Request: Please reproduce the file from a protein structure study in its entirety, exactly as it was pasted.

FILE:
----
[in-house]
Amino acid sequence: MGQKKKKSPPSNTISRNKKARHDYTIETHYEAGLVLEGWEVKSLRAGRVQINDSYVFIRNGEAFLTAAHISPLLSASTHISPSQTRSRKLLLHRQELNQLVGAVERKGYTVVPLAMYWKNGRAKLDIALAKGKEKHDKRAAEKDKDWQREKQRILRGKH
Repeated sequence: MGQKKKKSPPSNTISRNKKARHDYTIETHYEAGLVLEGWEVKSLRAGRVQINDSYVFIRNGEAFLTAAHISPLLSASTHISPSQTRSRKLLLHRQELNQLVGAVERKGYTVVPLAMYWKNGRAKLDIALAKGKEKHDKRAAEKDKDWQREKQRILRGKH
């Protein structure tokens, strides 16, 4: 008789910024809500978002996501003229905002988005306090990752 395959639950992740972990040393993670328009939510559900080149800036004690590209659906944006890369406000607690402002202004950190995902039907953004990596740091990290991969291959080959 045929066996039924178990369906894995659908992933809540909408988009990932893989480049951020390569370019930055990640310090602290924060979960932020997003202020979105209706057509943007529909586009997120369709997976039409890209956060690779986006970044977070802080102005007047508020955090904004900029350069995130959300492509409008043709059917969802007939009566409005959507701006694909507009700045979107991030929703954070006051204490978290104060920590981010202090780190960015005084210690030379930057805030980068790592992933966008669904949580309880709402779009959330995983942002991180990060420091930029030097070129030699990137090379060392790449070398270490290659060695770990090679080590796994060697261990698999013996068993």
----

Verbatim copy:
[in-house]
Amino acid sequence: MGQKKKKSPPSNTISRNKKARHDYTIETHYEAGLVLEGWEVKSLRAGRVQINDSYVFIRNGEAFLTAAHISPLLSASTHISPSQTRSRKLLLHRQELNQLVGAVERKGYTVVPLAMYWKNGRAKLDIALAKGKEKHDKRAAEKDKDWQREKQRILRGKH
Repeated sequence: MGQKKKKSPPSNTISRNKKARHDYTIETHYEAGLVLEGWEVKSLRAGRVQINDSYVFIRNGEAFLTAAHISPLLSASTHISPSQTRSRKLLLHRQELNQLVGAVERKGYTVVPLAMYWKNGRAKLDIALAKGKEKHDKRAAEKDKDWQREKQRILRGKH
């Protein structure tokens, strides 16, 4: 008789910024809500978002996501003229905002988005306090990752 395959639950992740972990040393993670328009939510559900080149800036004690590209659906944006890369406000607690402002202004950190995902039907953004990596740091990290991969291959080959 045929066996039924178990369906894995659908992933809540909408988009990932893989480049951020390569370019930055990640310090602290924060979960932020997003202020979105209706057509943007529909586009997120369709997976039409890209956060690779986006970044977070802080102005007047508020955090904004900029350069995130959300492509409008043709059917969802007939009566409005959507701006694909507009700045979107991030929703954070006051204490978290104060920590981010202090780190960015005084210690030379930057805030980068790592992933966008669904949580309880709402779009959330995983942002991180990060420091930029030097070129030699990137090379060392790449070398270490290659060695770990090679080590796994060697261990698999013996068993």